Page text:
— Gideon's Band - A Tale of the Mississippi • George W. Cable

... must be dated the career of Mr. Thompson as a star or leading actor and manager, at first in low comedy, so called, or eccentric drama, and later, in what he has made a classic ...
— The Bay State Monthly, Volume 3, No. 1 • Various

... house and the musical instruments. The piano, the organ, the old violin and other things were sold at auction. And probably Helen Thomas, whose brilliant career he had made possible, never heard anything about the circumstances of ...
— A Busy Year at the Old Squire's • Charles Asbury Stephens

... unachievable by Satyaki.' O thou of great strength, do thou, therefore, that which I say unto thee, viz., obey the wishes of all here, of myself and of Arjuna. It behoveth thee not, O mighty-armed one, to frustrate that wish. Reckless of thy very life, career thou in battle like a hero. O grandson of Sini, the scions of Dasarha's race never care to protect their lives in battle. Avoiding battle, or fighting from behind breast-works, or flying away from battle,—those practices of cowards and wretches are never practised by the Dasarhas. The virtuous-souled ...
— The Mahabharata of Krishna-Dwaipayana Vyasa, Volume 2 • Kisari Mohan Ganguli

... become profoundly interested in the fortunes of a great military leader known to him as Bully Sawyers, but perhaps better known to fame and easier of identification by the classical student, under the less Britannic name of Belisarius. Even this general's career paled in interest for Mr Boffin before the clearing of his conscience with Wegg; and hence, when that literary gentleman had according to custom eaten and drunk until he was all a-glow, and when he took up his book with the usual chirping introduction, ...
— Our Mutual Friend • Charles Dickens

... card-table. After he had sat for a minute with his nose in the friendly desk he had a queer impression that it might tell him a secret or two—one of the secrets of form, one of the sacrificial mysteries—though no doubt its career had been literary only in the sense of its helping some old lady to write invitations to dull dinners. There was a strange, faint odour in the receptacle, as if fragrant, hallowed things had once been put away there. When he took his head out of it he said to the shopman: "I don't mind ...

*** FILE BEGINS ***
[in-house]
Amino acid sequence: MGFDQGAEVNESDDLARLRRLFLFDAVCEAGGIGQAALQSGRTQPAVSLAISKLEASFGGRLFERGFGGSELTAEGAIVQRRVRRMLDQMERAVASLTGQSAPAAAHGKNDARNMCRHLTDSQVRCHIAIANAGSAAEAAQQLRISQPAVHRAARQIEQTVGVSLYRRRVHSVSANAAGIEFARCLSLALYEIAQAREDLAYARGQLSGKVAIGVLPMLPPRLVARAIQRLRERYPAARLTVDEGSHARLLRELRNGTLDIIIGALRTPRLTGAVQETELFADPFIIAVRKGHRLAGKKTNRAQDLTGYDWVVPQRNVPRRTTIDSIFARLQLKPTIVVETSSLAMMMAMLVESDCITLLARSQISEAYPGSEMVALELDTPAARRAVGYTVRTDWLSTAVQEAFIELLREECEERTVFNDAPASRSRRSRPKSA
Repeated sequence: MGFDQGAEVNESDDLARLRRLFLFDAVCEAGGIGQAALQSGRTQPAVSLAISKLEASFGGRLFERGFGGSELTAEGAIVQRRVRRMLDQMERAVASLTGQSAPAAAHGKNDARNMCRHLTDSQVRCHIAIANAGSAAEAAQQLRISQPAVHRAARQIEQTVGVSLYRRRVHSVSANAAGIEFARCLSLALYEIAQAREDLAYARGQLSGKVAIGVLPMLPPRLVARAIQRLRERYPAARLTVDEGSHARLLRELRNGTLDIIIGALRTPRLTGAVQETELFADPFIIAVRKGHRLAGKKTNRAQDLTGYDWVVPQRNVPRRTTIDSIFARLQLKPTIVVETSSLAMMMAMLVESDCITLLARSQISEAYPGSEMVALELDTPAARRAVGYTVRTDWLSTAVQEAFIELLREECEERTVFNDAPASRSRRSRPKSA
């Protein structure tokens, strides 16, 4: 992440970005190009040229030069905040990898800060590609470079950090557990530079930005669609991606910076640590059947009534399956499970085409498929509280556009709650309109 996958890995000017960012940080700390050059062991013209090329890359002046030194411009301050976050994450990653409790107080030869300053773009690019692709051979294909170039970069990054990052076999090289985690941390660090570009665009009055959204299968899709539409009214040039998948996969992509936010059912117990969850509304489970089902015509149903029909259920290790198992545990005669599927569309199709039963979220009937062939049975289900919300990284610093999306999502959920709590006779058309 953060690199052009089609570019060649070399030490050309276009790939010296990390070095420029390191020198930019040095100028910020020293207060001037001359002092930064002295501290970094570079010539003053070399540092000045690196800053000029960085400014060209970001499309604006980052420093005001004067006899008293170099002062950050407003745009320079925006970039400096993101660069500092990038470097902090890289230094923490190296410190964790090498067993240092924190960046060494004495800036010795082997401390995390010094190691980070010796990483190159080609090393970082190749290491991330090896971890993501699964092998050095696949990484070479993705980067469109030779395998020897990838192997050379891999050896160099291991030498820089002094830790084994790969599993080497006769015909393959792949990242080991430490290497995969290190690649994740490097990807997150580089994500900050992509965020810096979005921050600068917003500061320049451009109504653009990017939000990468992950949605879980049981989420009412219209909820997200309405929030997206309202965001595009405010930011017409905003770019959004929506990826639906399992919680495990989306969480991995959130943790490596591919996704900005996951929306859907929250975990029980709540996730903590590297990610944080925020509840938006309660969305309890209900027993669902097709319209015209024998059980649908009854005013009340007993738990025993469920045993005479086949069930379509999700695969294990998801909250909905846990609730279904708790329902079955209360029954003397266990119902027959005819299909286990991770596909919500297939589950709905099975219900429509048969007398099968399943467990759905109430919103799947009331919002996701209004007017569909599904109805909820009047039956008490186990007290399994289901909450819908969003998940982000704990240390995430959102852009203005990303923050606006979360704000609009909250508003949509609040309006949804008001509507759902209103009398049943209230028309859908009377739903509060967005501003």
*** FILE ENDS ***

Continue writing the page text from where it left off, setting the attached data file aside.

— Sir Dominick Ferrand • Henry James

... married to General Schwartz," said Flambeau. "No doubt you've heard of his career, which was rather romantic. He had distinguished himself even, before his exploits at Sadowa and Gravelotte; in fact, he rose from the ranks, which is very unusual even in the smallest of ...
— The Wisdom of Father Brown • G. K. Chesterton

... in the form of a bird and hastened to Lucretia in Ferrara. After the poet described Caesar's fall in Spain he sought to console the sister with philosophic platitudes, and then with the assurance that she was to be the mother of the child who was destined for such a great career.[213] ...
— Lucretia Borgia - According to Original Documents and Correspondence of Her Day • Ferdinand Gregorovius

... be Aristotle within a certain area, teaching morals, manners, theology, and hygiene; I can understand how this might exhaust the mind, but I cannot imagine how it could narrow it. How can it be a large career to tell other people's children about the Rule of Three, and a small career to tell one's own children about the universe? How can it be broad to be the same thing to everyone, and narrow to be everything to someone? No; a woman's function is laborious, ...
— Gilbert Keith Chesterton • Maisie Ward

... others yet tried in this world the one least felt by the people, least felt as an interference in the affairs of private life, in opinion, in conscience, in our freedom to attain position, to make money, to move from place to place, and to follow any career that is open to our ability. In order to maintain this freedom of action, this non-interference, we are bound to resist centralization of power; for a central power in a republic, grasped and administered by bosses, is no more tolerable than central power in a despotism, grasped ...
— Baddeck and That Sort of Thing • Charles Dudley Warner

... emperor love my brother Charles, who is much more gifted and high-minded than I am?" asked John, shrugging his shoulders. "Did he not arrest his victorious career, and recall him from the army, although, or rather BECAUSE, he knew that the army idolized him, and that all Austria loved him and hoped in him? Ah, believe me, the emperor is distrustful of all his brothers, and all our protestations of love and devotedness do not touch him, ...
— Andreas Hofer • Lousia Muhlbach

... however, to make the most of the evidence that has been adduced as indicating a certain property of it distinct from those by which it transmits radiation, namely, mechanical inertia, whereby it has been supposed to retard the career of the heavenly bodies, as shown especially by the history of Encke's comet. This comet returned sooner than it should, as calculated from the usual data; the difference was ascribed to the influence of a resisting medium in reducing the extent of its orbit; and such a medium may ...
— Logic - Deductive and Inductive • Carveth Read